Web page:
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The Role of Dairy Products in Healthy Weight and Body Composition in Children and Adolescents

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  • National Dairy Council

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Overweight and obesity are major public health concerns with approximately 32% and 17% of U.S. children aged 2 - 19 being classified as overweight or obese, respectively. While the cause of overweight and obesity is multi-factorial, changes in eating habits and physical activity patterns have been proposed as contributing factors to the obesity epidemic. For example, the displacement of nutrient rich foods and beverages with non-nutrient dense items may be influencing childhood obesity. Many children do not consume the recommended servings of the Food Groups to Encourage, i.e. low-fat and fat-free dairy foods, fruits, vegetables, and whole grains identified by the 2005 Dietary Guidelines for Americans which results in low intakes of calcium, potassium, fiber, magnesium, and vitamin E. While attention has focused primarily on reducing energy intake and/or increasing energy expenditure for weight maintenance, a promising beneficial role for dairy products in weight management has emerged. Most research has focused on adults, but there is evidence in children and adolescents indicating either a beneficial or neutral effect of dairy food consumption on body weight or body composition. The current review provides and assessment of the scientific evidence on the effects of dairy food consumption on body weight and body composition in children and adolescents.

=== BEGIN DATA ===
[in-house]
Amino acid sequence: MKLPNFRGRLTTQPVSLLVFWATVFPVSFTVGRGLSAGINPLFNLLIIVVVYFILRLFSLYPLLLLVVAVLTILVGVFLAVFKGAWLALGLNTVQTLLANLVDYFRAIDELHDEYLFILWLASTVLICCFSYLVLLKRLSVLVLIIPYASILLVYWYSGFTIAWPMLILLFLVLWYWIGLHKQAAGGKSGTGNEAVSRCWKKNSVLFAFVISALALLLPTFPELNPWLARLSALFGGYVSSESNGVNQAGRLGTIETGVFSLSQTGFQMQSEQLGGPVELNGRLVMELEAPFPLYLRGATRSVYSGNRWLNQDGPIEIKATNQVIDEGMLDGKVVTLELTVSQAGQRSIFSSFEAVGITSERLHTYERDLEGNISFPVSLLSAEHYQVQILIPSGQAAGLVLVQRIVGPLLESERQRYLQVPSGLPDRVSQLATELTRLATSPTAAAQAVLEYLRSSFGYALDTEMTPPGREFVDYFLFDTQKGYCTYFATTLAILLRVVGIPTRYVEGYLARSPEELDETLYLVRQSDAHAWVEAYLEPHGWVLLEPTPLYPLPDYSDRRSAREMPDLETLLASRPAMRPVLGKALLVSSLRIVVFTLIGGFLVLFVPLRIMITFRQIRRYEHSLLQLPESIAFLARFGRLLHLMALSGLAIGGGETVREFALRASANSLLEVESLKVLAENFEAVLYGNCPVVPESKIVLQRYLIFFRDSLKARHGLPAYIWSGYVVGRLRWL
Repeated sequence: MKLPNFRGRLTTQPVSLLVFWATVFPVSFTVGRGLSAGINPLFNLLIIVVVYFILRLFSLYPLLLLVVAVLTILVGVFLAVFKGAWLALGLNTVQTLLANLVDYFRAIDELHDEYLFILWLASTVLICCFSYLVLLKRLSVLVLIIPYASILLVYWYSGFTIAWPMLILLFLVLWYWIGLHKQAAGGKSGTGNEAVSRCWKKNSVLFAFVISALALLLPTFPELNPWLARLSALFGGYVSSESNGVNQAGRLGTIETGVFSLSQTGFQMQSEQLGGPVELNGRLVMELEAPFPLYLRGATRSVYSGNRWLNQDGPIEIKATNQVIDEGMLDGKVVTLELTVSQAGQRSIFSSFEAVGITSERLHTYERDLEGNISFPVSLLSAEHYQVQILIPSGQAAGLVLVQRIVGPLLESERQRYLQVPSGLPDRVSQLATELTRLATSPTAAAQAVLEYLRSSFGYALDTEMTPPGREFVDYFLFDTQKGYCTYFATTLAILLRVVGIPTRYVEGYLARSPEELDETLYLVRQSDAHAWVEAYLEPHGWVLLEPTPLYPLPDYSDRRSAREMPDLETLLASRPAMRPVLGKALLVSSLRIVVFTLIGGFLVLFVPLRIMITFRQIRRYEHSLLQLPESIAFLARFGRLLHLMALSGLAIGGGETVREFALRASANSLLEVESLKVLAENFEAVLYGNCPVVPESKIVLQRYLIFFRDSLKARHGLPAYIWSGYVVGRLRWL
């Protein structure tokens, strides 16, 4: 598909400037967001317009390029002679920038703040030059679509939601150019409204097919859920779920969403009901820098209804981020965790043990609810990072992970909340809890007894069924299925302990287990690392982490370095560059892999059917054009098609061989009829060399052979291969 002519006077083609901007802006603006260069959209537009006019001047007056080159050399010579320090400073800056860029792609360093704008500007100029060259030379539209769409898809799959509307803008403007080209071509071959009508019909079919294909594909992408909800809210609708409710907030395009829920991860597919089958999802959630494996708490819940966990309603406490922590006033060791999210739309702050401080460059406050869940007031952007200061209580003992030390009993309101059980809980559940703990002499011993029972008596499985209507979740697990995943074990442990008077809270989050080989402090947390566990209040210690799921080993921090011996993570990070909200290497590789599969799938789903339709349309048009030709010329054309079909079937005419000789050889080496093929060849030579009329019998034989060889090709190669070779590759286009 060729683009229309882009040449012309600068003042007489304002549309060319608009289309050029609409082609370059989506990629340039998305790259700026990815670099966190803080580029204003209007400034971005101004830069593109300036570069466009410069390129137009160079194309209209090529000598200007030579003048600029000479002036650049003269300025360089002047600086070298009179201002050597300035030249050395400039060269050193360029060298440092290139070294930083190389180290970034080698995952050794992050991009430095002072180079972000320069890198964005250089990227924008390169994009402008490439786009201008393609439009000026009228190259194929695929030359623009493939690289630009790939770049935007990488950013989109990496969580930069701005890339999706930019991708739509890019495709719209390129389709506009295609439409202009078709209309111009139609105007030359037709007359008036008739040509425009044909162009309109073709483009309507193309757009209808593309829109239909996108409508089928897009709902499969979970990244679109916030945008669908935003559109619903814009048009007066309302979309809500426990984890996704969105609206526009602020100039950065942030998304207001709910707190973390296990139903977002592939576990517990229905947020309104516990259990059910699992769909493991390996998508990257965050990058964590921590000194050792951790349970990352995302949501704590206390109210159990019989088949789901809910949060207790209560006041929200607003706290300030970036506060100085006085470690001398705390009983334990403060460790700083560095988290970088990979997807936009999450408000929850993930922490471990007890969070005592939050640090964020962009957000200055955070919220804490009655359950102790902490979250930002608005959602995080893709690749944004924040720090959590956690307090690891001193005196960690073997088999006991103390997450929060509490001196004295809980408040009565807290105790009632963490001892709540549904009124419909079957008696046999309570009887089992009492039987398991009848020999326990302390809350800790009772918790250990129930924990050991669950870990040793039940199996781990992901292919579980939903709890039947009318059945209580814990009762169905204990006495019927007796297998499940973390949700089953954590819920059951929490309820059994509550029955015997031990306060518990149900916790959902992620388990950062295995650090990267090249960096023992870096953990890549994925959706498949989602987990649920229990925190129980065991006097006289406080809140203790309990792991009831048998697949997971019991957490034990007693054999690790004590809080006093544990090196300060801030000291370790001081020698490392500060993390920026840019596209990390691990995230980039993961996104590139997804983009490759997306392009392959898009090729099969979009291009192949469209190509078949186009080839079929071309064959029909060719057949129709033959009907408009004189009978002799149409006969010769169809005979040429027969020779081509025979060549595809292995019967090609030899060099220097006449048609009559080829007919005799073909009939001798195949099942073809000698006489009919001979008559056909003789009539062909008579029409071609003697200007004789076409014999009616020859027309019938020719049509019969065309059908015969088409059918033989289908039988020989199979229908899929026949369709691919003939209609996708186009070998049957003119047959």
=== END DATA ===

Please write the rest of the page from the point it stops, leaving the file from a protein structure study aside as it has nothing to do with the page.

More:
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... Ngược lại, nếu cho trẻ ăn thêm bữa phụ không đúng cách như cho trẻ ăn quá nhiều thức ăn trong bữa phụ dẫn đến dư thừa năng lượng, cho trẻ ăn những thực phẩm ăn nhanh, thực phẩm chiên rán,… sẽ làm tăng nguy cơ mắc béo phì [13]. Nhiều nghiên cứu đã chứng minh vai trò của sữa trong chế độ ăn giúp phát triển chiều cao và kiểm soát cân nặng, đặc biệt là đối với trẻ vị thành niên [15]. Nghiên cứu thuần tập (nghiên cứu theo thời gian) trên 50 trẻ không uống sữa và 200 trẻ uống sữa cho thấy, những trẻ không uống sữa có chiều cao thấp hơn, khung xương nhỏ hơn, hàm lượng khoáng chất trong xương thấp hơn và mật độ xương thấp hơn so với những trẻ cùng tuổi và giới tính trong cùng cộng đồng. ...
... Nghiên cứu thuần tập trên 24.776 người trưởng thành Pháp cũng cho thấy sở thích chất béo làm tăng nguy cơ béo phì (p < 0,001) ở cả hai giới trong khi cảm giác thích ăn ngọt làm giảm nguy cơ béo phì [19]. Các nghiên cứu thực nghiệm đã báo cáo không có sự khác biệt về mức độ thích thức ăn ngọt trên BMI hoặc thậm chí là mức độ thích thức ăn ngọt thấp hơn ở những người béo phì [7,15,18,19] và một nghiên cứu đã báo cáo mức độ thích thức ăn ngọt cao ở những người gầy nhưng không thích ở những người béo phì [20]. Các nghiên cứu về mối liên quan giữa sở thích ăn ngọt và béo phì vẫn còn nhiều tranh cãi. ...